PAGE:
About Us

Our History

The Worcester Area Mission Society was created in the early 1800s by Congregational Church deacon and industrialist Ichabod Washburn to provide food, clothing and other forms of assistance to immigrants who came to Worcester. He erected a mission chapel on Summer Street where workers could worship without having to pay for their pews, and he operated a successful industrial school for youth that later in life inspired his gift to the Worcester Polytechnic Institute (WPI).  In the 20th century WAMS continued to be a trailblazer as it sponsored the first Habitat for Humanity home in Massachusetts, located on King Street in Worcester, supported resident-led neighborhood reinvestment at a time when this action was not a common occurrence, helped create the first congregate housing for senior citizens in Massachusetts, and supported the establishment of the first housing program for people living with HIV-AIDS.


The WAMS mission is to work with individuals and community partners to inspire economic and educational equity through social change. Our vision is focused on programs and activities that fuel inclusion, voice and opportunity for all.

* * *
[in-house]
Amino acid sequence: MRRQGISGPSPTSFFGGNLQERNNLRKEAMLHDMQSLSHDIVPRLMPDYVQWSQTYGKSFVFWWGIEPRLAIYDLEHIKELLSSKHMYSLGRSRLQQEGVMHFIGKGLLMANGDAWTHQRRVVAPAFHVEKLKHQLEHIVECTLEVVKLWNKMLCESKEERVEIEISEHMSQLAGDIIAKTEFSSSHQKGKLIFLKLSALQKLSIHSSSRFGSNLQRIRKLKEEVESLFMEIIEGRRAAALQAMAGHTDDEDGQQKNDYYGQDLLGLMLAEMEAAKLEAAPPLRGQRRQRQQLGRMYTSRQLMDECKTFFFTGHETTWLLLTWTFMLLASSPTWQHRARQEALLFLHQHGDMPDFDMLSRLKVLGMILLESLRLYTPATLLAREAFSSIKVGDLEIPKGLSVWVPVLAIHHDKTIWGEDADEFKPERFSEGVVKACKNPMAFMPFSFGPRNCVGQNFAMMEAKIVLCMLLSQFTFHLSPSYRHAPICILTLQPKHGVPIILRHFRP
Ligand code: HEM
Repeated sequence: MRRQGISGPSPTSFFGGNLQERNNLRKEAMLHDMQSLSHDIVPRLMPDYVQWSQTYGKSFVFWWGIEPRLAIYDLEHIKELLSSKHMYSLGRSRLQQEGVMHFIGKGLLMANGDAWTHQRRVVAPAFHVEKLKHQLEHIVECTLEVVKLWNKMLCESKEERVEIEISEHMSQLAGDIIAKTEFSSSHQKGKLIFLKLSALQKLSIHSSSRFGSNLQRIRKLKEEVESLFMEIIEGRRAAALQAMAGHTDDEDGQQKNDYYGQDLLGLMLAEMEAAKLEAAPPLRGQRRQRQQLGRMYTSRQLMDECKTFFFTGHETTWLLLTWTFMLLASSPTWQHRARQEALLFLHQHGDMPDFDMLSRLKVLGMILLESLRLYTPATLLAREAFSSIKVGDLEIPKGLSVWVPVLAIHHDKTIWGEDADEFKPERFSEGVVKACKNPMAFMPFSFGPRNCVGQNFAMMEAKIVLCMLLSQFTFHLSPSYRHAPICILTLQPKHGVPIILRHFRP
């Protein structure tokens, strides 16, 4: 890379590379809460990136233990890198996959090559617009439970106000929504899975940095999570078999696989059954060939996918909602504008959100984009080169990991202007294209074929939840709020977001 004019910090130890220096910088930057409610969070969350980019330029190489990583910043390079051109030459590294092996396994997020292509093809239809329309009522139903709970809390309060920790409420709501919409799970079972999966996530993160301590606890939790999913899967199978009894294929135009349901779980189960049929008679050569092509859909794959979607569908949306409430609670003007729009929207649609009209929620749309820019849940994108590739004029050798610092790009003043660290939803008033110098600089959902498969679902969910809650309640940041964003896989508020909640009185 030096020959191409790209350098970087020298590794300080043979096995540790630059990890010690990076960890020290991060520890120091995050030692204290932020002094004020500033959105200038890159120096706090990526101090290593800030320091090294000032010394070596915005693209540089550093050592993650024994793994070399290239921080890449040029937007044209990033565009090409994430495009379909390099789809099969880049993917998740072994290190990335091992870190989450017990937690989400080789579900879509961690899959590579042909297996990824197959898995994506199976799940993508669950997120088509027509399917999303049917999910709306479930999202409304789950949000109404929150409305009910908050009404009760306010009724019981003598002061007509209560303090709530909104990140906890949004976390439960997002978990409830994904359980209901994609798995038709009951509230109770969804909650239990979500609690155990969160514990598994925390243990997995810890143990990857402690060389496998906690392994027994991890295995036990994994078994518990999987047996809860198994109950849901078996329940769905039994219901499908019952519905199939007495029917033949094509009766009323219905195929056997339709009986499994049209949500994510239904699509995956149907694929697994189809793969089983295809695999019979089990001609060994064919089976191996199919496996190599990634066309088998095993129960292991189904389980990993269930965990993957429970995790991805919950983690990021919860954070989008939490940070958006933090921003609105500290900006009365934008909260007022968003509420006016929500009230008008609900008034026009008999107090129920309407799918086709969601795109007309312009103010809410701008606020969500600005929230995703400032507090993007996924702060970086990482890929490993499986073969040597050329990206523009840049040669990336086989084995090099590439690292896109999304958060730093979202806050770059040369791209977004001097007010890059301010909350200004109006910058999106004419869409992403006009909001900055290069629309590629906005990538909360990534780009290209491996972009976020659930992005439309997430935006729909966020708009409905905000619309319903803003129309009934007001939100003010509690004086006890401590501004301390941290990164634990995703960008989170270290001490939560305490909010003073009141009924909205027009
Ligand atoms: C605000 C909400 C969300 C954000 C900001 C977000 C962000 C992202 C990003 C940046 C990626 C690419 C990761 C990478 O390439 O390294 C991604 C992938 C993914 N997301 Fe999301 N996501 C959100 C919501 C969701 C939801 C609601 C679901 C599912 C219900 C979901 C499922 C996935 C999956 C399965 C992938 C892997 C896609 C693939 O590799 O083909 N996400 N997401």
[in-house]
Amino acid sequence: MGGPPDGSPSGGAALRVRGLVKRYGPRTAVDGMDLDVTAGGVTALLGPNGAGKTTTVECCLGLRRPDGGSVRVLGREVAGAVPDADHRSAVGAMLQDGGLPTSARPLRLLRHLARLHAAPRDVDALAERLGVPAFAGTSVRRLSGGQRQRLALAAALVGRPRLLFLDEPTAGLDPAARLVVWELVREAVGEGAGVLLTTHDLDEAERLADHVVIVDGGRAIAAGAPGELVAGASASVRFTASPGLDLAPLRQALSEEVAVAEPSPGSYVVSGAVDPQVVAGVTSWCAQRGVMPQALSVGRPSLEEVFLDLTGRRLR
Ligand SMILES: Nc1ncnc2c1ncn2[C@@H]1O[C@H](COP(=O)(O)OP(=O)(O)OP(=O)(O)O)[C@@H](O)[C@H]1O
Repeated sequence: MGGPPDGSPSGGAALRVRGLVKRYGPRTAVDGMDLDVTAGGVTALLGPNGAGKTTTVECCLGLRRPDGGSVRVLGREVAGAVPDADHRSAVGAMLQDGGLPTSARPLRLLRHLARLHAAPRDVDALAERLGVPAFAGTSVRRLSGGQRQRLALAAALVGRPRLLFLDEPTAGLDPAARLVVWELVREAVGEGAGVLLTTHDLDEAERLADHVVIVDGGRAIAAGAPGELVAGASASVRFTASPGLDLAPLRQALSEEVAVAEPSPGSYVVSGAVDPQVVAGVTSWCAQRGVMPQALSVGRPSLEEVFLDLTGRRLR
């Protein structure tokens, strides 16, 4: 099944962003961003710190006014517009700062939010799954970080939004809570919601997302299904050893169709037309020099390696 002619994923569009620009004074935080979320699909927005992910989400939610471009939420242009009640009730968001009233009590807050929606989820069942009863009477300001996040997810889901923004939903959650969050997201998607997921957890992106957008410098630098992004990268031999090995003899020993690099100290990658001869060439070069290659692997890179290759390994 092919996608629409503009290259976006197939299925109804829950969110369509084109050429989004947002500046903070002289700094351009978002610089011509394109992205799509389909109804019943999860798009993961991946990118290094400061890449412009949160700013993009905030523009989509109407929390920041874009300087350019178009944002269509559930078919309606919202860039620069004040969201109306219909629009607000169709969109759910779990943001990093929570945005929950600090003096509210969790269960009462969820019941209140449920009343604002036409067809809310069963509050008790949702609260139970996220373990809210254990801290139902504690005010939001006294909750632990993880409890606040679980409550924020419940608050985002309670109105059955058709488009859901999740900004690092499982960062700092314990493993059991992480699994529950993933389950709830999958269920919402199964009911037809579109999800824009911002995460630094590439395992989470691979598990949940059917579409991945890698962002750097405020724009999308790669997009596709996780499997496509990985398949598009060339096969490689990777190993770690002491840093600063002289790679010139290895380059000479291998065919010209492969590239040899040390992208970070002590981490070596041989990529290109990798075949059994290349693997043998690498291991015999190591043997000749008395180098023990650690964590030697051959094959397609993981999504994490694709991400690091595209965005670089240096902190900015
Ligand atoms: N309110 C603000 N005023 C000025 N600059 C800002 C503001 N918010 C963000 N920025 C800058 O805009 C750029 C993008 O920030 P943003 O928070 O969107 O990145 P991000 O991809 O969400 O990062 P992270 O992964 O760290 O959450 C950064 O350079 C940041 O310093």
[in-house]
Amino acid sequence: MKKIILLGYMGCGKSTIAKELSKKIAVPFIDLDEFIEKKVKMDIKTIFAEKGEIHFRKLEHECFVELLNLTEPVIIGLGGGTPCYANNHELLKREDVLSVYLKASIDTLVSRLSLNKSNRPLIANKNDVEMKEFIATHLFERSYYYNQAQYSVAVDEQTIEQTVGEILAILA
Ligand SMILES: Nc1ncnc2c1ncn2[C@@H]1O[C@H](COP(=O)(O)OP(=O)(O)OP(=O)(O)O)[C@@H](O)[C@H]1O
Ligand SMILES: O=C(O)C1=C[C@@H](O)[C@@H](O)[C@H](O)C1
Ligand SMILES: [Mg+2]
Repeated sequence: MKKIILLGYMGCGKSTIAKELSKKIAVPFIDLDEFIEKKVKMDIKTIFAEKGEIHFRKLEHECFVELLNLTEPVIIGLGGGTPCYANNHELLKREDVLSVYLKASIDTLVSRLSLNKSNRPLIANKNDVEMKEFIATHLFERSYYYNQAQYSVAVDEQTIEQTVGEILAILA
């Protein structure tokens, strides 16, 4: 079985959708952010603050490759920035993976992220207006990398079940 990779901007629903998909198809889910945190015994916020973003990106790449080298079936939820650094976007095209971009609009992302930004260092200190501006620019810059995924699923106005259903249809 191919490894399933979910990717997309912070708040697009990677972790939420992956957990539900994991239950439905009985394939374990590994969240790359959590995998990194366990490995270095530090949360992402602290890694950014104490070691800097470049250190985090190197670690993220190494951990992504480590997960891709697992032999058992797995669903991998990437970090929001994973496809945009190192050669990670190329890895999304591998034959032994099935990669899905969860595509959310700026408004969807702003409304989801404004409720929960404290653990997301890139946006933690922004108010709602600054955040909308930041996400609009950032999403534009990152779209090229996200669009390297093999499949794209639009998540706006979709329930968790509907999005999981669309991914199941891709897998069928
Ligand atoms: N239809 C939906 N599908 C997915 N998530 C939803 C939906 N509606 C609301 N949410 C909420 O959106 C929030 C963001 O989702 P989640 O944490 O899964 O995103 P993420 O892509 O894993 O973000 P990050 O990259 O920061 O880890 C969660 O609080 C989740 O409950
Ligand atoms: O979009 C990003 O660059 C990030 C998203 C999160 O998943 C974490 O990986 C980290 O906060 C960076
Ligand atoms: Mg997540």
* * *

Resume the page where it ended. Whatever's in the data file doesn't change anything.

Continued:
• We collaborate with Clark University and Woodland Academy (a public elementary school located in the South Main Street area of Worcester) to offer hands-on, STEAM-integrated, academic and social-emotional summer learning to K-6 students.  The program also includes internship opportunities for local high school students.
  • We collaborate with Worcester Family Partnership, the Main South CDC, the Boys & Girls Club of Worcester, and other organizations to bring new educational opportunities to children and youth in Worcester.
  • We advocate for equity in education and other factors that affect the lives of children and families.
  • We provide learning opportunities through webinars and other presentations on important issues in our communities.
  • Through ReachOut Worcester, we offer opportunities for middle and high school youth not just to learn about urban challenges such as homelessness, but to engage in the essential social justice practice of listening as a first step toward relationship building. We can also offer similar opportunities for adults who want to want to make a difference.
  • Through the Youth Empowerment Program (YEP!), we help groups of young people learn practical planning and financial skills through projects that benefit community causes.
  • We identify community needs and run short-term drives to meet those needs, such as new winter coats for kids, water for COVID-19 vaccine equity clinics, and books for children who don’t have enough access to reading materials at home.

We want to go where the needs are and find partners who want to collaborate with us on meeting those needs.